It's not the balls. It's not the parks. It's not the pitchers. It's not the bats. It's not the mud. It's the players.
You want juiced? The players are juiced. Steroids. Nukes. Testosterone cocktails.
Mike Arndt, the strength coach of the Texas Rangers, says that "15 to 22 percent" of major leaguers are on "illegal substances." Brad Andress, strength coach of the Colorado Rockies, told The Denver Post that it's more like "30 percent" and that inquiries he gets from players about steroids increase every year. Charles Yesalis, an epidemiologist at Penn State and author of the book Anabolic Steroids in Sport and Exercise, believes "three to eight" players per big league team are on steroids. A longtime National League shortstop says it's "at least seven or eight...and don't rule out pitchers."
Hello? Have you looked at these guys lately? More and more, a major league clubhouse looks like backstage at Monday Night Nitro. Ted Williams hit 521 home runs at 6'3" and not much more than 180 pounds. Williams would look like Poindexter the Stickboy in a clubhouse today. This isn't baseball. This is my-test-tube-can-beat-up-your-test-tube.
"There's enough anecdotal evidence," says Sandy Alderson, executive vice president for baseball operations in the commissioner's office, "that we ought to start looking into this. You start by not ignoring the problem anymore."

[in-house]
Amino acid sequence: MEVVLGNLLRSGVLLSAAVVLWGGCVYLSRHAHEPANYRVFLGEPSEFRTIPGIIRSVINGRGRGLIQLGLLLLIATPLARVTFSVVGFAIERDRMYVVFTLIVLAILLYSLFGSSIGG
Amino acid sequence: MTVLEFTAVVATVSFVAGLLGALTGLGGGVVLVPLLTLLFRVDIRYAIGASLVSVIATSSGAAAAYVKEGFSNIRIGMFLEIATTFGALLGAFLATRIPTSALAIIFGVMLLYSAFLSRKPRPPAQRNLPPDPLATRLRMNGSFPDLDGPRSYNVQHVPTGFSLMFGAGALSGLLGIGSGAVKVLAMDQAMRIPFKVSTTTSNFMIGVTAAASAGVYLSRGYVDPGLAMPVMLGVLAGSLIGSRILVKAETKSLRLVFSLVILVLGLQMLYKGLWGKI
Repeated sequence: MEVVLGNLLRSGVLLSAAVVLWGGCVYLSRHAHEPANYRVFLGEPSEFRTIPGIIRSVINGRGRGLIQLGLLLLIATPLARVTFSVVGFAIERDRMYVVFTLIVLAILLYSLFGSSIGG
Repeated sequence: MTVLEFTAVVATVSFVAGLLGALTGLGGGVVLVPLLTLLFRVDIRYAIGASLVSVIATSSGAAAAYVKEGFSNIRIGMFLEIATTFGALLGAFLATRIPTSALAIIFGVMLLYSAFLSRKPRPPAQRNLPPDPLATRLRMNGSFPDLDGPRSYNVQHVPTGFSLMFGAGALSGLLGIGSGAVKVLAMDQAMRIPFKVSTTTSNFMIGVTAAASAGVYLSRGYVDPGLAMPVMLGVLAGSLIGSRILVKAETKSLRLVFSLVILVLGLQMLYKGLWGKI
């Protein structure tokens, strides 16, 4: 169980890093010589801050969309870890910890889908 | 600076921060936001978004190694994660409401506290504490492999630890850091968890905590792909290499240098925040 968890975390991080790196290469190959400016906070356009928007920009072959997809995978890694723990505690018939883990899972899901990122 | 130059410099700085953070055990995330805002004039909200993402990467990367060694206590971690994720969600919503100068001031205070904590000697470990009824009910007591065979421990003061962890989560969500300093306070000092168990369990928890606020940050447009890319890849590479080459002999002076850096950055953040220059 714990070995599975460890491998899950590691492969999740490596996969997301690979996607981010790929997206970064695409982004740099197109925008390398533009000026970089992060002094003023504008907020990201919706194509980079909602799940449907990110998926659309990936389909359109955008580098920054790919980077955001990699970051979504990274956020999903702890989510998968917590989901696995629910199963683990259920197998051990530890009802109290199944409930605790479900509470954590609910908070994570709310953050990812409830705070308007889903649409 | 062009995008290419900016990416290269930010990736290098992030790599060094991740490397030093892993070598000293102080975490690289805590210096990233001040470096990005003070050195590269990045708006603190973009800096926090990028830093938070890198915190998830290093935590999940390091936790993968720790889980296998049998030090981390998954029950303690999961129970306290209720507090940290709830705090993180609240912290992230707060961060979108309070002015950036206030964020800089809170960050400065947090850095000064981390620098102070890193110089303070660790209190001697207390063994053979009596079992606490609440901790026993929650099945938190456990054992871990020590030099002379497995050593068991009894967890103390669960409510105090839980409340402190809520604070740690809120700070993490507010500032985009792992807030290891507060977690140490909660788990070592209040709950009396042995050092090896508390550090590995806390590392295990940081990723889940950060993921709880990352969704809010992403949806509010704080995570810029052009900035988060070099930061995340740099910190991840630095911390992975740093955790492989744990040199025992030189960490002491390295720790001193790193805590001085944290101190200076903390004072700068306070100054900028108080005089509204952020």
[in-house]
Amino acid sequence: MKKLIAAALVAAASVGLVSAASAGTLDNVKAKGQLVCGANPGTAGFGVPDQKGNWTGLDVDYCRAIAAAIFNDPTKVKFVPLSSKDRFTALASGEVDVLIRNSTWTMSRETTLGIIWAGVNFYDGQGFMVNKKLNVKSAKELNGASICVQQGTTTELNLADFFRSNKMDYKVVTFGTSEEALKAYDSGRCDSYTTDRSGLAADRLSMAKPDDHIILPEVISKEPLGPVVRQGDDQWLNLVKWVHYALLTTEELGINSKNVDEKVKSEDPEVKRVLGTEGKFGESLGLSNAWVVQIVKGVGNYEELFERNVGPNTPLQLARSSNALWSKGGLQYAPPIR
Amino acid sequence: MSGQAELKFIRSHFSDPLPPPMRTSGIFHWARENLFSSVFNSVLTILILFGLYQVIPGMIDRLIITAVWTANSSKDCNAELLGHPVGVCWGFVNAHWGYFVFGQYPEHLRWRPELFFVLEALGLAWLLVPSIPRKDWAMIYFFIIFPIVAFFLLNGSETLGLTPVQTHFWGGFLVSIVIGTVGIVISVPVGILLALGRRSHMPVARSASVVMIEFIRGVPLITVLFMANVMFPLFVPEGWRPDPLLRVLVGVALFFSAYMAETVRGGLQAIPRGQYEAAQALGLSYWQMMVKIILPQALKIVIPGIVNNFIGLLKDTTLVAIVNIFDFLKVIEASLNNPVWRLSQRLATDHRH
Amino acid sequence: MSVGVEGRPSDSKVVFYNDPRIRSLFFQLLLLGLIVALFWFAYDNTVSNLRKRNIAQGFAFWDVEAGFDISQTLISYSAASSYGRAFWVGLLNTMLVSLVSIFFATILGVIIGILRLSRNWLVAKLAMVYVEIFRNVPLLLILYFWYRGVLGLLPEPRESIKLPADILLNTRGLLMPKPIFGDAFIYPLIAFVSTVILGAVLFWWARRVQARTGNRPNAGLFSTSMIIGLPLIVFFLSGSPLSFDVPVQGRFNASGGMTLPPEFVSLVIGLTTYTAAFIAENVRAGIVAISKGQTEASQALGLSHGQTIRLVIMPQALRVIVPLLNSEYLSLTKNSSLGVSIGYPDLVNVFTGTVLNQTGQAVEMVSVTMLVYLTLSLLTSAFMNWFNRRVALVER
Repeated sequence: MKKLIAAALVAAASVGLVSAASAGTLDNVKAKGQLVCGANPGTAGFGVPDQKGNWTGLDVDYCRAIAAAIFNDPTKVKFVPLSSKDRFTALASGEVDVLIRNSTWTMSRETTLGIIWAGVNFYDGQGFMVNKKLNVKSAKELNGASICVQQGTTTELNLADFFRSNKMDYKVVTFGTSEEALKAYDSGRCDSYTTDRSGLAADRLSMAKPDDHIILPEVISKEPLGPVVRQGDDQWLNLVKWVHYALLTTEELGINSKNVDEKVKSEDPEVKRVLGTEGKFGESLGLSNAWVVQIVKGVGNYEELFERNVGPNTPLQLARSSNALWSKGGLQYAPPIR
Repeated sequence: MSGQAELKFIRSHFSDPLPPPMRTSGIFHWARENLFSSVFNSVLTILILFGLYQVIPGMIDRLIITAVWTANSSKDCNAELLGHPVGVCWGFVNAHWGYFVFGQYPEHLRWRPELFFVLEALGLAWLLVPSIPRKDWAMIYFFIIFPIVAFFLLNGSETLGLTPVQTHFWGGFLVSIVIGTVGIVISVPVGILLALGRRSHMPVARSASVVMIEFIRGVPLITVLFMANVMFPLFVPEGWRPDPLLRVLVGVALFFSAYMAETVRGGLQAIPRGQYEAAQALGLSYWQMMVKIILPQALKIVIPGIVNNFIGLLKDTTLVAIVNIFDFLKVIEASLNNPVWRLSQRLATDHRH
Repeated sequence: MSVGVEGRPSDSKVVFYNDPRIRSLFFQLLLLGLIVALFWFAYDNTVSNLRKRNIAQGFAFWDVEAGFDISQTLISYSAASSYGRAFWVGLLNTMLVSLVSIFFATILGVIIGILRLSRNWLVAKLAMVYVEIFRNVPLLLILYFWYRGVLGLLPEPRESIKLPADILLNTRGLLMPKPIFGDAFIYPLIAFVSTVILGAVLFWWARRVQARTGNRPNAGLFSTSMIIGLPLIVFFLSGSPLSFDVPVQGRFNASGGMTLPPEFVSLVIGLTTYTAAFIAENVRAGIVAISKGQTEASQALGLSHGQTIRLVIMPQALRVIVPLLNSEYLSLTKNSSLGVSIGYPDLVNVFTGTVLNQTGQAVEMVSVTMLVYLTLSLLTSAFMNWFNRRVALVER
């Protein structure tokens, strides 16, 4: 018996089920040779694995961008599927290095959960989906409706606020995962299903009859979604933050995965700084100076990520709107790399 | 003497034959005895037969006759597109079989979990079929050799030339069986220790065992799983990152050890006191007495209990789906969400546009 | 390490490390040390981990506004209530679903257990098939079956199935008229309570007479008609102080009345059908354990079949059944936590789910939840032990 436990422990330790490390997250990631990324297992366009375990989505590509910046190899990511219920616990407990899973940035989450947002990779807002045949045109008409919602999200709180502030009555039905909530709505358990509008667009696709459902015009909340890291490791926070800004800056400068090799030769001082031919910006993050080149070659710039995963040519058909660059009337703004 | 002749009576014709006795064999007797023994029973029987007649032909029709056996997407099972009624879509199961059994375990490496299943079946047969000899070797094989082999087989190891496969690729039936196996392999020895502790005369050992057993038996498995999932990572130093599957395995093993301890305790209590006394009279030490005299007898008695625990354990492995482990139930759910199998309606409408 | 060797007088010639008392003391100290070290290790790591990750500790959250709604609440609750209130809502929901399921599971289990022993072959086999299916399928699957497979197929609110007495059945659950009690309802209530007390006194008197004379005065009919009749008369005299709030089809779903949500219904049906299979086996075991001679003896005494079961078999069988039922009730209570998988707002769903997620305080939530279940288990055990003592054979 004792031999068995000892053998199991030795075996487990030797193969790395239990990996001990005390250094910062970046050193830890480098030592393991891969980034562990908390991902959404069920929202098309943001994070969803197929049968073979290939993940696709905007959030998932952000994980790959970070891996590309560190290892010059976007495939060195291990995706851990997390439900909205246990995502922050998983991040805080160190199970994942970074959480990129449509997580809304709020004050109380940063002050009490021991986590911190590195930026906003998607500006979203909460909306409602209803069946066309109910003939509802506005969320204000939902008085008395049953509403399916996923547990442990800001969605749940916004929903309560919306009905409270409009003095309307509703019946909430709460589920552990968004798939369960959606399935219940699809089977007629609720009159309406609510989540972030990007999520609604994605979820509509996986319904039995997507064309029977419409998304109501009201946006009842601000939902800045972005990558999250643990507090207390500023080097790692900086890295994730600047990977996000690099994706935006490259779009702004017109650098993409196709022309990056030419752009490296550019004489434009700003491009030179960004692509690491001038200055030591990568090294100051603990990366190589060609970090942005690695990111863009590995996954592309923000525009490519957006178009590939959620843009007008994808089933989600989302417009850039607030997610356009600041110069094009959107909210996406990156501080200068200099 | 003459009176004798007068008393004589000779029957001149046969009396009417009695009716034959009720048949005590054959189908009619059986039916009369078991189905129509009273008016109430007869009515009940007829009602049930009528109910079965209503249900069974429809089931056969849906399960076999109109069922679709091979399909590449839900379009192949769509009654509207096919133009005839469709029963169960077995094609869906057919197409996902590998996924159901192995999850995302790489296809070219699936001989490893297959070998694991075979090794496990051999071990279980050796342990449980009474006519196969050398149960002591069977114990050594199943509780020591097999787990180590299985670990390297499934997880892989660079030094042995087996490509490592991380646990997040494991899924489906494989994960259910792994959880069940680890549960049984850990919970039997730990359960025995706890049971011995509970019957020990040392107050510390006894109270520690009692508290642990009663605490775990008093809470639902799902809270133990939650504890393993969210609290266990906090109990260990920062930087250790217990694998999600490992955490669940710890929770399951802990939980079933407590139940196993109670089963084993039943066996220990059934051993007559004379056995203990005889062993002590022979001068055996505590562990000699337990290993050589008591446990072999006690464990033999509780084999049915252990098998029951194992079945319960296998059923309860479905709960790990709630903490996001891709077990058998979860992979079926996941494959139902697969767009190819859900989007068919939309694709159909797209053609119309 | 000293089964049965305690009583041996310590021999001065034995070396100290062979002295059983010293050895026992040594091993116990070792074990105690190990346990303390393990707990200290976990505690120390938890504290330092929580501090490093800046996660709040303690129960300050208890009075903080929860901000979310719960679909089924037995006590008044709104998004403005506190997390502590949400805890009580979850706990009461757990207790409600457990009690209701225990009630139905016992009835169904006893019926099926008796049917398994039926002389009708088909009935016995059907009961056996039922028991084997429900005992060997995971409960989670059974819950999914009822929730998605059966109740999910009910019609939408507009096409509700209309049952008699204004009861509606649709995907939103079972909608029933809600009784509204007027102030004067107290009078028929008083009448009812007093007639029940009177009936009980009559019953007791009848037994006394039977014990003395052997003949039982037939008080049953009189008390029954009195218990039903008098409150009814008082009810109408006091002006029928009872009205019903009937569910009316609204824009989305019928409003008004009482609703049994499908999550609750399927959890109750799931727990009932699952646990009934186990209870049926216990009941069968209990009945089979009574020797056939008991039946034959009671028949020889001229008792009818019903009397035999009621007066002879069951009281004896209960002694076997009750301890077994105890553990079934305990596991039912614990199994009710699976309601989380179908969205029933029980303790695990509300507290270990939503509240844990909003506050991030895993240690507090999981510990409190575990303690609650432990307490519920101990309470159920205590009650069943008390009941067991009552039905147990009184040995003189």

It's not just in the majors, either. Arndt thinks that 20% to 25% of the players in the minor leagues use steroids. First baseman Kit Pellow of the Omaha Golden Spikes, the Kansas City Royals' Triple A affiliate, says, "I've seen a lot of guys do it right in front of me. Right in the hotel room. A guy will get out his needle and stick it right in his butt. They don't care if I see. There's no testing in this sport."
The NFL tests. The NCAA tests. The IOC tests. Baseball doesn't have the brains or the guts to test.
Have you looked at the DL lately? The average number of players who spend time on the disabled list has increased by 31.4% between 1989 and 1998. Rockies manager Buddy Bell said recently, "I don't think I can name a guy who is a steroid user who has not broken down." How much does that cost each team?
On June 30, Boston police found steroids and syringes in a car owned by Red Sox shortstop Manny Alexander and driven by a team batboy. You figure the batboy was using, or Alexander? Considering that home runs among pitchers, second basemen and shortstops combined have doubled, from 420 in 1989 to 833 in 1999, I'm betting my last petri dish on Alexander.
It's a dog-inject-dog world out there. "A big, big year means a big, big contract," says Kevin Towers, general manager of the San Diego Padres. So when a clean player and his all-natural 20 home runs collide in the free-agent market with a user and his blown-up 40, guess who loses. "I tell 'em leave it alone, but they don't always listen," Rockies hitting instructor Clint Hurdle says of users. "It's a fast-food world. They want the big money right now."